This will be quite long post with no TL;DR, I’m sorry.
I’ve had many attempts in my life to teach myself Japanese and so far I was able to learn hiragana and a bit of katakana. My first 2020 resolution is to know Japanese on N5 level or whatsoever, so I made a long research about how should I approach to the topic.
I’ve never been a particular fan of books as I really want to interact with the things I’m studying. That’s why for every new concept for me, I’m looking up information about it in the Internet, be it historical things or any foreign matter.
My story with Japanese started with Irrashai TV serie from the 90’s. It got old, I mean it. It’s kind of cringy, but funny and relaxing nonentheless. The approach they took here was really inviting, starting from learning hiragana, introducing new concepts like name, age, family members, weather, time, possession of items… It is a really great resource to just start speaking in Japanese. It taught me some basics that came useful to me later.
Let’s mention that I always had a thing for foreign languages. Every person on this planet is born with a gift, be it singing, dancing, drawing, painting, you name it. My talent was languages, I picked up English very early and was able to communicate with it when I was much younger than I am now. That’s why picking up new things from Irasshai was pleasant and it got stuck with me.
But I needed something more. Before I started this journey, I’ve got myself a huge determination to know a new language as Japanese used to be my companion. I’m a fan of old games on NES, SNES and Nintendo 64, there are titles available only in Japanese. There are tons of visual novels that interest me which are purely in Japanese. I fell in love in Yakuza series, sightseeing Kamurocho was phenomenal yet I wished I knew all the shop signs and references there and here. I’m not a huge anime fan, but I really liked Steins;Gate, so it had a certain influence on my desire to teach myself Japanese. Japanese has always been with me, yet cryptic and unknown. It was like the night sky. You can admire it and it’s always there, but it’s still unreachable.
That’s how I found WaniKani. Kanji is a tough topic. It was a new concept for me that you can have a single sign that possess a meaning, even if you can’t read that, you know what it is, what it represents. Magic, I would say. I made a research on kanji and boy, I’m gonna have a hard time right here, remembering all this stuff. The first 3 levels were free, so I thought “why not”.
And it’s damn good! I’ve tried a few phone apps before. You know, stuff like “Learn Kanji in five minutes!” or “Master Kanji! All you need to learn kanji!”. All these screaming-type application full of positivity. But I didn’t like them too much, I’m not sure why. WaniKani let me study in a logical way, using radicals, using kanji and using some words based on that kanji. Mnemonic techniques are really funny and unforgettable. I think, my brain will always associate 6 with cows and 8 with yoghurt. Even if English is not my native language, I sometimes have my own mnemonic techniques with my own language.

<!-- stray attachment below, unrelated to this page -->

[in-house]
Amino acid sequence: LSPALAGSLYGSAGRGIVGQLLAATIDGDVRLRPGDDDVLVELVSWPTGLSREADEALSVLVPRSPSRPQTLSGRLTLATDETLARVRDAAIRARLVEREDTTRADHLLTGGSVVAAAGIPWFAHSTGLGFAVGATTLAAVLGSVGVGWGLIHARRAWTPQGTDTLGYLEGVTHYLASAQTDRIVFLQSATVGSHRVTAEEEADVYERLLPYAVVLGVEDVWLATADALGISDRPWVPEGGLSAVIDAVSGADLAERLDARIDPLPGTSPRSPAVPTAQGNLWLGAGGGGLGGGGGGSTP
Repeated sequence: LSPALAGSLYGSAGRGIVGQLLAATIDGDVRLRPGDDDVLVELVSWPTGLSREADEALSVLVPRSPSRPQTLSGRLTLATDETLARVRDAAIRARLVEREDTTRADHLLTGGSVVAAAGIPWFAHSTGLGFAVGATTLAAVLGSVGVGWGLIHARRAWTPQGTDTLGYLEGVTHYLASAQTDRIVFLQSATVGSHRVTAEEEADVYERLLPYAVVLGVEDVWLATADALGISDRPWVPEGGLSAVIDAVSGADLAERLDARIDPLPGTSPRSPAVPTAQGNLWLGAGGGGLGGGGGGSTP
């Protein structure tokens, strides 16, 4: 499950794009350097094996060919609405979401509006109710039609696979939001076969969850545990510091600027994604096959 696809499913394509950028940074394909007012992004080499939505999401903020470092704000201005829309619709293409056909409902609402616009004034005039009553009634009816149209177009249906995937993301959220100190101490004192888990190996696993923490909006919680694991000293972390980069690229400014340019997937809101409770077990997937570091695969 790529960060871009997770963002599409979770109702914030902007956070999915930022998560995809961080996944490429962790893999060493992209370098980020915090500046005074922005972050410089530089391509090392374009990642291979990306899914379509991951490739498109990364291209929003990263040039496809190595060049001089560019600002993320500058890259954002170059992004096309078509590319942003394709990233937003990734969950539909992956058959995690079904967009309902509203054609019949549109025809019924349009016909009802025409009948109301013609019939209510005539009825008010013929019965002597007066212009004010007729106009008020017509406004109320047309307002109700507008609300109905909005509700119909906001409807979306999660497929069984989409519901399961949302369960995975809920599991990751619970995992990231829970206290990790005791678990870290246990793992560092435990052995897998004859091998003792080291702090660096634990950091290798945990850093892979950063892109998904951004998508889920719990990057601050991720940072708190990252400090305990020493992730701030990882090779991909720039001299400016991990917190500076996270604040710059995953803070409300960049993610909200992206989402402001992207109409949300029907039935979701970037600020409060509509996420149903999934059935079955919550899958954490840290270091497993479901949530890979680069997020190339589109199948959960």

I’m having so much fun and yet it works. I can recognize words, I read them and I can type them. As with everything, I’m using some additional research if I’m not sure about something. Let’s say I learned that 入力 is “input”. A dry knowledge, true. But I switched my smartphone to Japanese for some time to have some fun with “What can I read here” and when you tap, there’s a placeholder text that encourages you to enter some text, which has this word and I was like "Heeey, it’s nyuuryoku! It probably means ‘something something input the text’. The additional work and “real life” recognition of something makes it fall in memory much better.
I’m really excited to continue with WaniKani. I have a plan like this:
- Continue teaching kanji/some vocabs with WK.
- Finish the whole Irasshai serie to have basic Japanese speaking ability.
- After the 2. is done, I will probably pick up a Bunpro, I heard a lot of good things about that to solidify my already grammar knowledge and learn more stuff.
- I’ll pick up some simple Japanese visual novels for beginners, I saw a list of VNs good for Japanese students.
- To motivate myself, I will play some older console games in Japanese when I will be able to read majority of stuff I’m encountering.
- Somewhere in between of all of that I will pick up Flo Flo as I heard it is quite a good source of reading comprehension, but I need to look around what’s that.
- Eventually, I will get myself an Anki deck and I’m going to put all the words I encounter in games/vn/internet that I don’t know and study those flashcards as well.
A huge road ahead of me, but I’m really motivated. I went through WK forum and realized that a lot of new people complain that early levels of Wani were too slow. Yet in my opinion, it is a good thing though. I wouldn’t want to learn something new until I’m sure I really mastered the basics, even if they seem simple, I want to polish and perfect them before going forward.
I don’t know where my plan will get me, if it’s good or not, but I really wish someday I will come back with a second thread, having the legendary level 60 saying how happy I am and how much I’ve learnt.
どうも ありがとう みなさん。